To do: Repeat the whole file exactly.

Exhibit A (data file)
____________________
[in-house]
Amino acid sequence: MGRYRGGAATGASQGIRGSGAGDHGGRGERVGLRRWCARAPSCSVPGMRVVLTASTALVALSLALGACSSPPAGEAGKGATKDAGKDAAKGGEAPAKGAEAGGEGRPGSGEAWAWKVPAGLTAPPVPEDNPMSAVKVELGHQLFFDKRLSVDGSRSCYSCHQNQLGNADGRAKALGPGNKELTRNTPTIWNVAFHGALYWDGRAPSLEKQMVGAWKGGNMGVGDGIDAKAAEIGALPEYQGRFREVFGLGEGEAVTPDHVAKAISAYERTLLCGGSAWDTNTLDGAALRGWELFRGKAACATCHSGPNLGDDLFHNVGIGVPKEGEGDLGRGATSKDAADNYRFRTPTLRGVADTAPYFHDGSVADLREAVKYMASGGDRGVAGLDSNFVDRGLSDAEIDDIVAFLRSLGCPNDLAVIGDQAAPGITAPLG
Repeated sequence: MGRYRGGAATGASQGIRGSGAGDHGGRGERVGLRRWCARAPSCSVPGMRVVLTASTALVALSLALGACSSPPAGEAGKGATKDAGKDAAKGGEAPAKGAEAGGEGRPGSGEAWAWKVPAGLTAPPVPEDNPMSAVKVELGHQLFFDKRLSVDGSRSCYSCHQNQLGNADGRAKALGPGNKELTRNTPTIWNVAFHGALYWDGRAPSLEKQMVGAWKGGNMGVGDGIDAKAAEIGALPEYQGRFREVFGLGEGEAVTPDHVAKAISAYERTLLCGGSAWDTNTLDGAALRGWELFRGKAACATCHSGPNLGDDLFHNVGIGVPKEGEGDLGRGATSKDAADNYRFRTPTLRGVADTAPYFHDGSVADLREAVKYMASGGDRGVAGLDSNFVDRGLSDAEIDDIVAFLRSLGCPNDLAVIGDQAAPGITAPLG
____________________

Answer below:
[in-house]
Amino acid sequence: MGRYRGGAATGASQGIRGSGAGDHGGRGERVGLRRWCARAPSCSVPGMRVVLTASTALVALSLALGACSSPPAGEAGKGATKDAGKDAAKGGEAPAKGAEAGGEGRPGSGEAWAWKVPAGLTAPPVPEDNPMSAVKVELGHQLFFDKRLSVDGSRSCYSCHQNQLGNADGRAKALGPGNKELTRNTPTIWNVAFHGALYWDGRAPSLEKQMVGAWKGGNMGVGDGIDAKAAEIGALPEYQGRFREVFGLGEGEAVTPDHVAKAISAYERTLLCGGSAWDTNTLDGAALRGWELFRGKAACATCHSGPNLGDDLFHNVGIGVPKEGEGDLGRGATSKDAADNYRFRTPTLRGVADTAPYFHDGSVADLREAVKYMASGGDRGVAGLDSNFVDRGLSDAEIDDIVAFLRSLGCPNDLAVIGDQAAPGITAPLG
Repeated sequence: MGRYRGGAATGASQGIRGSGAGDHGGRGERVGLRRWCARAPSCSVPGMRVVLTASTALVALSLALGACSSPPAGEAGKGATKDAGKDAAKGGEAPAKGAEAGGEGRPGSGEAWAWKVPAGLTAPPVPEDNPMSAVKVELGHQLFFDKRLSVDGSRSCYSCHQNQLGNADGRAKALGPGNKELTRNTPTIWNVAFHGALYWDGRAPSLEKQMVGAWKGGNMGVGDGIDAKAAEIGALPEYQGRFREVFGLGEGEAVTPDHVAKAISAYERTLLCGGSAWDTNTLDGAALRGWELFRGKAACATCHSGPNLGDDLFHNVGIGVPKEGEGDLGRGATSKDAADNYRFRTPTLRGVADTAPYFHDGSVADLREAVKYMASGGDRGVAGLDSNFVDRGLSDAEIDDIVAFLRSLGCPNDLAVIGDQAAPGITAPLG